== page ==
Hi All, Paul Murphy wants to know how to become a piano tuner.
Actually, it's fairly difficult, and it takes lots of practice.
There are many books on the subject of piano tuning because there are
so many different tuning methodologies. I feel certain that every
piano tuner has their own favorite book and/or method. I started with
the book, "Let's Tune Up", by John W. Travis, but now I have six books
on the subject, and each one explains things a little differently.
Learning how to use a tuning hammer is probably one of the most
important and difficult aspects of piano tuning. Many people believe
that a tuner simply turns the tuning pins one way or the other to bring
the string into tune. That is so wrong. Hammer technique is difficult
to master and it's very difficult to explain using words. That's why
the vast majority of tuners serve an apprenticeship under a qualified
tuner. They watch and learn. Then they practice and learn more.
According to my mentor (who was 93), once you've tuned 1000 pianos,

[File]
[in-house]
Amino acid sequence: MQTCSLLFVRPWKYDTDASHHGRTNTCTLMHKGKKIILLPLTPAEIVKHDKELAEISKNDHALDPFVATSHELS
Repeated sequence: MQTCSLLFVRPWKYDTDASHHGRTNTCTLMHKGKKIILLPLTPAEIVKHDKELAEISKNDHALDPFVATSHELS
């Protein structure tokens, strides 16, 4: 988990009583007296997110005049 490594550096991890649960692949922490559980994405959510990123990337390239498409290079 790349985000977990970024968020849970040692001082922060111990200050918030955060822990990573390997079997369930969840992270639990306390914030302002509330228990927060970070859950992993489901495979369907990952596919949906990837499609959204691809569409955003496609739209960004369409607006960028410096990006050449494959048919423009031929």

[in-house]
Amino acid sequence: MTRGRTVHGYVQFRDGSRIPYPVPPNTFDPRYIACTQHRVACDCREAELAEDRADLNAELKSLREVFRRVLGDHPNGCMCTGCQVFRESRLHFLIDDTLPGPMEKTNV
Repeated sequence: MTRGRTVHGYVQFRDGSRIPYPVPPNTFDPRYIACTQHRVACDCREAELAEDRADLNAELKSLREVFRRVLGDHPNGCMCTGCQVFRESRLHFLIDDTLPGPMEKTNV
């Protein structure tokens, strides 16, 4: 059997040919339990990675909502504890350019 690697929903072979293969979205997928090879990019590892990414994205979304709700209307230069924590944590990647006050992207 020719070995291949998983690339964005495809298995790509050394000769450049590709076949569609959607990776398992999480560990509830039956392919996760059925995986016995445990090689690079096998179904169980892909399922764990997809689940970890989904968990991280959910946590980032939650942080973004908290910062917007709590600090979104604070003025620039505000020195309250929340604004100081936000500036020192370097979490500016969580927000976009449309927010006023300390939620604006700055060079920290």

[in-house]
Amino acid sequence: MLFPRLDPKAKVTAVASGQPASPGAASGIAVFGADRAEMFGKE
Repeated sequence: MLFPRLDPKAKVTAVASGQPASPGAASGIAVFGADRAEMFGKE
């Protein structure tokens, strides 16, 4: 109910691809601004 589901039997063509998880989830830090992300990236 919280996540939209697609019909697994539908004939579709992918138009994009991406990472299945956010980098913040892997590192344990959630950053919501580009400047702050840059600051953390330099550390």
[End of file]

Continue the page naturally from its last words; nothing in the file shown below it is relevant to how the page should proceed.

then you're probably ready to start tuning other people's pianos for
Now I realize that Paul is most likely considering learning about
tuning so he can tune his own instrument. I would suggest that he start
by tuning the unisons on his own piano. Once he's mastered the
unisons, then he can go on to the octaves. Finally, he can start
learning about temperaments and how they are correctly set.
Although this might not be the best of analogies, starting with the
temperament is like learning to drive at the Indy 500 race -- it's that
difficult. Tuning unisons is more like driving on the highway. It's
that easy (comparatively speaking).
John A. Tuttle